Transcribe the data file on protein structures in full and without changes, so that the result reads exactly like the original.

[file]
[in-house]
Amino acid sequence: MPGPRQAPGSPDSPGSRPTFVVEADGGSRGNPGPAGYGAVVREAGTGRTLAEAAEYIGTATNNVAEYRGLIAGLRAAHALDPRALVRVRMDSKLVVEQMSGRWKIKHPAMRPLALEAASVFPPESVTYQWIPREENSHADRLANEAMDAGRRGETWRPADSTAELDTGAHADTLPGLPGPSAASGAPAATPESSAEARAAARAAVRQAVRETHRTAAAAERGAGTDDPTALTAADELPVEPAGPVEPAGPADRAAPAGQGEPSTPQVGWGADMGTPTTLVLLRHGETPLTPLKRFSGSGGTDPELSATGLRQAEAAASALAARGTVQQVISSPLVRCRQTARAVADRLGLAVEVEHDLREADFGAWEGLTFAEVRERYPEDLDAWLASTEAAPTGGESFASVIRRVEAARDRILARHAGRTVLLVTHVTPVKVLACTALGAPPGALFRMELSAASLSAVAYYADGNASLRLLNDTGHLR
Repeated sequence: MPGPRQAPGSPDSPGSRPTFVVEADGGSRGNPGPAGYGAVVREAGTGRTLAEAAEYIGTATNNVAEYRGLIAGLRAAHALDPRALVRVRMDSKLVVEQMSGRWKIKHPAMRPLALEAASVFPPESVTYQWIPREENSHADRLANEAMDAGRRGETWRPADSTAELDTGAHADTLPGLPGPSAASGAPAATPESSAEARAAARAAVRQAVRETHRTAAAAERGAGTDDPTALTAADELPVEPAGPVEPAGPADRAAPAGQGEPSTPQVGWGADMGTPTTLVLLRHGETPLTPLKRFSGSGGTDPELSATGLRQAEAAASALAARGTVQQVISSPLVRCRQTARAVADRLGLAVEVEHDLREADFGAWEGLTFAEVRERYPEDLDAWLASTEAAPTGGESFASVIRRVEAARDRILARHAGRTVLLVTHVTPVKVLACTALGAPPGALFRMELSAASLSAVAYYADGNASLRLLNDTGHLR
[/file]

[in-house]
Amino acid sequence: MPGPRQAPGSPDSPGSRPTFVVEADGGSRGNPGPAGYGAVVREAGTGRTLAEAAEYIGTATNNVAEYRGLIAGLRAAHALDPRALVRVRMDSKLVVEQMSGRWKIKHPAMRPLALEAASVFPPESVTYQWIPREENSHADRLANEAMDAGRRGETWRPADSTAELDTGAHADTLPGLPGPSAASGAPAATPESSAEARAAARAAVRQAVRETHRTAAAAERGAGTDDPTALTAADELPVEPAGPVEPAGPADRAAPAGQGEPSTPQVGWGADMGTPTTLVLLRHGETPLTPLKRFSGSGGTDPELSATGLRQAEAAASALAARGTVQQVISSPLVRCRQTARAVADRLGLAVEVEHDLREADFGAWEGLTFAEVRERYPEDLDAWLASTEAAPTGGESFASVIRRVEAARDRILARHAGRTVLLVTHVTPVKVLACTALGAPPGALFRMELSAASLSAVAYYADGNASLRLLNDTGHLR
Repeated sequence: MPGPRQAPGSPDSPGSRPTFVVEADGGSRGNPGPAGYGAVVREAGTGRTLAEAAEYIGTATNNVAEYRGLIAGLRAAHALDPRALVRVRMDSKLVVEQMSGRWKIKHPAMRPLALEAASVFPPESVTYQWIPREENSHADRLANEAMDAGRRGETWRPADSTAELDTGAHADTLPGLPGPSAASGAPAATPESSAEARAAARAAVRQAVRETHRTAAAAERGAGTDDPTALTAADELPVEPAGPVEPAGPADRAAPAGQGEPSTPQVGWGADMGTPTTLVLLRHGETPLTPLKRFSGSGGTDPELSATGLRQAEAAASALAARGTVQQVISSPLVRCRQTARAVADRLGLAVEVEHDLREADFGAWEGLTFAEVRERYPEDLDAWLASTEAAPTGGESFASVIRRVEAARDRILARHAGRTVLLVTHVTPVKVLACTALGAPPGALFRMELSAASLSAVAYYADGNASLRLLNDTGHLR